Users of makeup and perfume were less inclined to spend money on brands such as Maybelline New York since there were fewer occasions for social interaction during lockdowns. L’Oréal’s professional division also took a hit from the shutdown of hairdressers.
“We approach this second half with lucidity, confidence and resolve – lucidity because the global health crisis is unfortunately not over,” CEO Jean-Paul Agon said in the statement, predicting that “ecommerce will continue to get stronger.”
Separately, Agon told Le Figaro in an interview that he expects the second half of the year to be “much better” than the first, predicting “slight growth” in sales.
L’Oréal’s skincare products continued to perform well in the second quarter, with a 4.3% growth rate in its active cosmetics division. This unit, which sells dermatological brands such as La Roche-Posay, benefited from the fact that pharmacies and drugstores, considered essential during the pandemic, remained open to shoppers.
Online sales for the cosmetic giant’s products grew 65% in the first half, in a further sign the pandemic is accelerating a digital shift among retailers worldwide.
Gucci owner sees online leading recovery after sales plunge
Kering (No. 48) is seeing signs of a recovery led by online sales after pandemic-induced lockdowns hit the previously runaway demand for the Gucci owner’s fashions. Luxury brands are trying to make up for lost time after COVID-19 exposed their reliance on in-store business. During the second quarter, ecommerce sales soared 72%, Kering said in a statement Tuesday.
The shares rose as much as 6% early Wednesday in Paris, though they’re down 13% so far this year.
Overall, revenue fell 44% on an organic basis in the three months through June. The decline is greater than the sales fall that rival LVMH reported Monday, though less than the 47% drop analysts expected.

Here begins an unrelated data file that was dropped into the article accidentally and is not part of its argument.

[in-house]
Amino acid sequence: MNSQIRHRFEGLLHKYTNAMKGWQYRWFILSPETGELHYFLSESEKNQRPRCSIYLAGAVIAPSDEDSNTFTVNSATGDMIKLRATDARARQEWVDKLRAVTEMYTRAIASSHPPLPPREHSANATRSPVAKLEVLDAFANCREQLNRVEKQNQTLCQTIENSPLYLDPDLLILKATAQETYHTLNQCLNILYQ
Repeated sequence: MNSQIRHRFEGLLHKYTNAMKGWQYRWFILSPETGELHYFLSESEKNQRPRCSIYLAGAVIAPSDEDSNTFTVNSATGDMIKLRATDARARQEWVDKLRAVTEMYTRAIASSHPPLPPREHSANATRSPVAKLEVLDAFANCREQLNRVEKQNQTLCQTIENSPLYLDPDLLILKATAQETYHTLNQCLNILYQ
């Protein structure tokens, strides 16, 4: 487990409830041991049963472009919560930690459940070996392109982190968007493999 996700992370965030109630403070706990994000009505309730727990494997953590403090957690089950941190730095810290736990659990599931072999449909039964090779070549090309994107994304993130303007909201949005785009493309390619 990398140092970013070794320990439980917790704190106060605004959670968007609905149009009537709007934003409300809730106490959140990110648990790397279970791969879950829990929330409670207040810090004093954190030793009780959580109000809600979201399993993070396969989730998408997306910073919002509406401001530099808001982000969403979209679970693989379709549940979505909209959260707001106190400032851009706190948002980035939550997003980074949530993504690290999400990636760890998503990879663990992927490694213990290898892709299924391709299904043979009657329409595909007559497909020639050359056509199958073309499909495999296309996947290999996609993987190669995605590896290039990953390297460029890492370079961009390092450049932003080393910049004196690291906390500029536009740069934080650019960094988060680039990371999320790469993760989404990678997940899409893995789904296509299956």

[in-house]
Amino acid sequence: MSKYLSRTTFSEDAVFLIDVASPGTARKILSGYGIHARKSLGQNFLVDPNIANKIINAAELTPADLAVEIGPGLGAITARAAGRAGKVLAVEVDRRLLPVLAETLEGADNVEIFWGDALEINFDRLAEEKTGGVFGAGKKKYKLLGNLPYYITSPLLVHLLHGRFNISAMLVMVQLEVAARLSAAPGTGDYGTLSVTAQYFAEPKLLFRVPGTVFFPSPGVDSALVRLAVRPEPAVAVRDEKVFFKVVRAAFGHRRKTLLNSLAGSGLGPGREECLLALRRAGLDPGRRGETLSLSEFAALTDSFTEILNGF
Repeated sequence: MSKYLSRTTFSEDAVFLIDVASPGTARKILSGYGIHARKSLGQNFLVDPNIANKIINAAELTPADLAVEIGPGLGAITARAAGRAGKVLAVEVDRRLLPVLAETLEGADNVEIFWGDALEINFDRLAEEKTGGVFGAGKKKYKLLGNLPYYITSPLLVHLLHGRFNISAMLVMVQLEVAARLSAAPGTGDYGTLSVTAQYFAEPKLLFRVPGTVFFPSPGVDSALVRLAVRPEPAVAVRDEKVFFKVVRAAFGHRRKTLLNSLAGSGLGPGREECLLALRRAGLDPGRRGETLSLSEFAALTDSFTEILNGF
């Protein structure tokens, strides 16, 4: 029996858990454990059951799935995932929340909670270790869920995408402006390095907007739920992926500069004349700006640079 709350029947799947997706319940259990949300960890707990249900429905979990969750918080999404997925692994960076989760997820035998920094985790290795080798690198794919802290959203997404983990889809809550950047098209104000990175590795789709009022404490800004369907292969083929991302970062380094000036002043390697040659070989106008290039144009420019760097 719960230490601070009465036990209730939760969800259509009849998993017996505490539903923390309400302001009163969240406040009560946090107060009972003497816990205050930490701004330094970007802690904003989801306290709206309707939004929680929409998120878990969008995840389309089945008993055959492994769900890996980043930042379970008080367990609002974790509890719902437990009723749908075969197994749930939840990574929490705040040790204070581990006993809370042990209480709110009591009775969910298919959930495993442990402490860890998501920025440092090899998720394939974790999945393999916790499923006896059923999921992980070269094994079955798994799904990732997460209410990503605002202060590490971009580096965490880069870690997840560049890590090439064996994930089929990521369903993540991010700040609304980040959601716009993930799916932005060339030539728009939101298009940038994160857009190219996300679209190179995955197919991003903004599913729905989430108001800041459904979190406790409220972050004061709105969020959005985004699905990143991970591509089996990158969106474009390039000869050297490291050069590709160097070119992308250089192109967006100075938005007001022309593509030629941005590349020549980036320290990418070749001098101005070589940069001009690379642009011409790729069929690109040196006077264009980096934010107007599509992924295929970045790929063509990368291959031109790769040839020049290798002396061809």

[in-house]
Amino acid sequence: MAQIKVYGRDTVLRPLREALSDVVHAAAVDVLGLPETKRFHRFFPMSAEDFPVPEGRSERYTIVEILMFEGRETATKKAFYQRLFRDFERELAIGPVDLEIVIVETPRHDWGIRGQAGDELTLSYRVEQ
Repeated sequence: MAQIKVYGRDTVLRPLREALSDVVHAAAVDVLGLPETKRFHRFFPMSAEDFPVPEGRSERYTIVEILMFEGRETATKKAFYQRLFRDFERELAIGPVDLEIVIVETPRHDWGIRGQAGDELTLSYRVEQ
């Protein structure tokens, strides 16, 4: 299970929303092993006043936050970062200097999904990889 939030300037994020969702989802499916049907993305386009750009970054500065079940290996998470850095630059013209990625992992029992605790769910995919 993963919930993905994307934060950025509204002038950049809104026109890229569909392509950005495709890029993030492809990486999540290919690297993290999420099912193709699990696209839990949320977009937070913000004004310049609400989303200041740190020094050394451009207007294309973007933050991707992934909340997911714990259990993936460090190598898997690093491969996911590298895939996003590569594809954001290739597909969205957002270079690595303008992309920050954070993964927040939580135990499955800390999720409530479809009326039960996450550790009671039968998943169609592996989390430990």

Kering follows the Louis Vuitton owner as well as Moncler SpA, Richemont and Burberry Group Plc in reporting what analysts expect will be their worst quarter ever. Prada SpA and Hermes International will provide updates Wednesday and Thursday, respectively.
“We have weathered what we hope was the worst of the crisis,” Jean-Francois Palus, deputy CEO, said during a call with analysts. “The appetite of millennials and Generation Z isn’t diminishing.”
While there were “encouraging” demand trends overall for Kering’s premium products in late June, which were confirmed at the start of this month, the company remains vigilant, Chief Financial Officer Jean-Marc Duplaix said during the call.
He cited the current lack of tourists in Europe this summer, normally a strong period when visitors typically splash out on luxury goods. Duplaix said this lack of international travel flows could last until the first half of next year.
The lack of visibility on the luxury market makes it impossible to forecast second-half sales, Kering said, adding that the loss in revenue in the first half will not be overcome in the latter six months of the year.
Duplaix said Kering still aims to spend up to 7% of its revenue in investment to improve operations. This goal will stand even after it trimmed this spending by around 5% in the first half.
“We remain attentive not to cut initiatives that will bring growth,” he said. “We have strategic initiatives that are for the long term, and we don’t change strategies because there’s a temporary element or because of a rival’s move,” he added, citing Kering’s push to improve its e-commerce and delivery capabilities.
There were some positive surprises during the quarter, notably performance at the Bottega Veneta brand, which was “outstanding,” according to Luca Solca, an analyst at Bernstein. Sales fell 24% on a comparable basis in the second quarter, showing more resilience than Gucci or Saint Laurent. The brand, known for its signature woven-leather shoes and handbags, has been enjoying a renaissance under Creative Director Daniel Lee.